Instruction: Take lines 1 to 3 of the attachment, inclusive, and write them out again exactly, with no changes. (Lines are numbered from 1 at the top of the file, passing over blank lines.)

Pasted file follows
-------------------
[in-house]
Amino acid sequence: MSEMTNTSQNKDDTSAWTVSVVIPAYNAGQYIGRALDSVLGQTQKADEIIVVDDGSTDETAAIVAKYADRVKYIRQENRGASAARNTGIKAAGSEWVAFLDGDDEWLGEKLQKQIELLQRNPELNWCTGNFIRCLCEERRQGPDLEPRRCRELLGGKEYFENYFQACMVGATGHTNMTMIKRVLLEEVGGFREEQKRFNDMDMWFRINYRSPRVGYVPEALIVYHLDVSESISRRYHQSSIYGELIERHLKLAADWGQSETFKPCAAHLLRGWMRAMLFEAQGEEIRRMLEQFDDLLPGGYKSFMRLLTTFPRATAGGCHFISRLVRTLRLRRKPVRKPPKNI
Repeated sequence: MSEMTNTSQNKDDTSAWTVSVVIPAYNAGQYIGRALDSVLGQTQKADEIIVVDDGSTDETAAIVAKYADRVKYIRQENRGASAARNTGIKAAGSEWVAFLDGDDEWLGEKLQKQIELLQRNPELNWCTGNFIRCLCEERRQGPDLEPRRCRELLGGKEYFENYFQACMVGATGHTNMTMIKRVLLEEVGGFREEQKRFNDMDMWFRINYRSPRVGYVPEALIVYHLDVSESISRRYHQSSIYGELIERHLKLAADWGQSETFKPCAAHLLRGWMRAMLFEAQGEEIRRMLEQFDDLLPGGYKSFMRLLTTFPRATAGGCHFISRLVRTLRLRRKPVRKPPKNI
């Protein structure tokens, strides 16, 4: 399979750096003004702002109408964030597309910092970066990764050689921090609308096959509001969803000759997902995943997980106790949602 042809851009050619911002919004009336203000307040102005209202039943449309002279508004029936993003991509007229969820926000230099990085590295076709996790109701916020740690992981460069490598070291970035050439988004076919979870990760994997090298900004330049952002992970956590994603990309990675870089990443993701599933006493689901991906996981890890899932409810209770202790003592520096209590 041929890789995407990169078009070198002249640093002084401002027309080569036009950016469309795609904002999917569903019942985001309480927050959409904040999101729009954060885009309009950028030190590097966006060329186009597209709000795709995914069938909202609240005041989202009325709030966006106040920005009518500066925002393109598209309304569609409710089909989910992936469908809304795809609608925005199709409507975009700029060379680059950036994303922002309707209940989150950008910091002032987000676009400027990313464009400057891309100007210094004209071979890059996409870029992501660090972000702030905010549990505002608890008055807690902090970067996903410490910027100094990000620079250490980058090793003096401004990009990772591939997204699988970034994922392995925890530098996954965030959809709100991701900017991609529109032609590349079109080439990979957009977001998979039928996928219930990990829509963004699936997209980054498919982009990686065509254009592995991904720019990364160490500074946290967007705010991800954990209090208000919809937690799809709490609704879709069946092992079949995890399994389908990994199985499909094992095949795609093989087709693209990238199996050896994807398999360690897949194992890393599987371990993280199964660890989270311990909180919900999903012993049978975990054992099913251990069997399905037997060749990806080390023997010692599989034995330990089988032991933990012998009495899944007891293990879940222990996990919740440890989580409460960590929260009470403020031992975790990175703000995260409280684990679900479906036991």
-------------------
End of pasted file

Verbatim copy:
[in-house]
Amino acid sequence: MSEMTNTSQNKDDTSAWTVSVVIPAYNAGQYIGRALDSVLGQTQKADEIIVVDDGSTDETAAIVAKYADRVKYIRQENRGASAARNTGIKAAGSEWVAFLDGDDEWLGEKLQKQIELLQRNPELNWCTGNFIRCLCEERRQGPDLEPRRCRELLGGKEYFENYFQACMVGATGHTNMTMIKRVLLEEVGGFREEQKRFNDMDMWFRINYRSPRVGYVPEALIVYHLDVSESISRRYHQSSIYGELIERHLKLAADWGQSETFKPCAAHLLRGWMRAMLFEAQGEEIRRMLEQFDDLLPGGYKSFMRLLTTFPRATAGGCHFISRLVRTLRLRRKPVRKPPKNI
Repeated sequence: MSEMTNTSQNKDDTSAWTVSVVIPAYNAGQYIGRALDSVLGQTQKADEIIVVDDGSTDETAAIVAKYADRVKYIRQENRGASAARNTGIKAAGSEWVAFLDGDDEWLGEKLQKQIELLQRNPELNWCTGNFIRCLCEERRQGPDLEPRRCRELLGGKEYFENYFQACMVGATGHTNMTMIKRVLLEEVGGFREEQKRFNDMDMWFRINYRSPRVGYVPEALIVYHLDVSESISRRYHQSSIYGELIERHLKLAADWGQSETFKPCAAHLLRGWMRAMLFEAQGEEIRRMLEQFDDLLPGGYKSFMRLLTTFPRATAGGCHFISRLVRTLRLRRKPVRKPPKNI